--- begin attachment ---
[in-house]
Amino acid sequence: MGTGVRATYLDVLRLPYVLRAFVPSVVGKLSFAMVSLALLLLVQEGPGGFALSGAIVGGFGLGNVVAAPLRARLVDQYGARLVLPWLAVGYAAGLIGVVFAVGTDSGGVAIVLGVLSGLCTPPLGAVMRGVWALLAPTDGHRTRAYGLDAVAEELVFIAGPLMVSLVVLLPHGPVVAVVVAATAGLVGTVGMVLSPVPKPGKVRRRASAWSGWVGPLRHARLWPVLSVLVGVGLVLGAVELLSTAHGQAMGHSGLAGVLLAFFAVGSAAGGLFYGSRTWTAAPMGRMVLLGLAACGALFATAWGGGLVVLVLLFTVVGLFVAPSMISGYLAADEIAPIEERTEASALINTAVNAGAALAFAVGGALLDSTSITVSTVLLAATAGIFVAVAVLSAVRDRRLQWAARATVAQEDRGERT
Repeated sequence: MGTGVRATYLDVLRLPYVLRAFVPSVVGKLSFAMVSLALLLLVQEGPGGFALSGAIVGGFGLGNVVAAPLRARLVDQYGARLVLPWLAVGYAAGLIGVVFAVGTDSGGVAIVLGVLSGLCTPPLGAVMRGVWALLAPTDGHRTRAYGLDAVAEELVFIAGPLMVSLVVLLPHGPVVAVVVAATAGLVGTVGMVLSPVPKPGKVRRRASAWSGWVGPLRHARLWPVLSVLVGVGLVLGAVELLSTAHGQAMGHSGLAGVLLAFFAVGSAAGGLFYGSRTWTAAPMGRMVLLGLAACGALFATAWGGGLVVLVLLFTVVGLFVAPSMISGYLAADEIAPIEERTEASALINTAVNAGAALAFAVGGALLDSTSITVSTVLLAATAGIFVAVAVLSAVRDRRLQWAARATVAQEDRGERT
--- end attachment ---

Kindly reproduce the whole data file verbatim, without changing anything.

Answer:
[in-house]
Amino acid sequence: MGTGVRATYLDVLRLPYVLRAFVPSVVGKLSFAMVSLALLLLVQEGPGGFALSGAIVGGFGLGNVVAAPLRARLVDQYGARLVLPWLAVGYAAGLIGVVFAVGTDSGGVAIVLGVLSGLCTPPLGAVMRGVWALLAPTDGHRTRAYGLDAVAEELVFIAGPLMVSLVVLLPHGPVVAVVVAATAGLVGTVGMVLSPVPKPGKVRRRASAWSGWVGPLRHARLWPVLSVLVGVGLVLGAVELLSTAHGQAMGHSGLAGVLLAFFAVGSAAGGLFYGSRTWTAAPMGRMVLLGLAACGALFATAWGGGLVVLVLLFTVVGLFVAPSMISGYLAADEIAPIEERTEASALINTAVNAGAALAFAVGGALLDSTSITVSTVLLAATAGIFVAVAVLSAVRDRRLQWAARATVAQEDRGERT
Repeated sequence: MGTGVRATYLDVLRLPYVLRAFVPSVVGKLSFAMVSLALLLLVQEGPGGFALSGAIVGGFGLGNVVAAPLRARLVDQYGARLVLPWLAVGYAAGLIGVVFAVGTDSGGVAIVLGVLSGLCTPPLGAVMRGVWALLAPTDGHRTRAYGLDAVAEELVFIAGPLMVSLVVLLPHGPVVAVVVAATAGLVGTVGMVLSPVPKPGKVRRRASAWSGWVGPLRHARLWPVLSVLVGVGLVLGAVELLSTAHGQAMGHSGLAGVLLAFFAVGSAAGGLFYGSRTWTAAPMGRMVLLGLAACGALFATAWGGGLVVLVLLFTVVGLFVAPSMISGYLAADEIAPIEERTEASALINTAVNAGAALAFAVGGALLDSTSITVSTVLLAATAGIFVAVAVLSAVRDRRLQWAARATVAQEDRGERT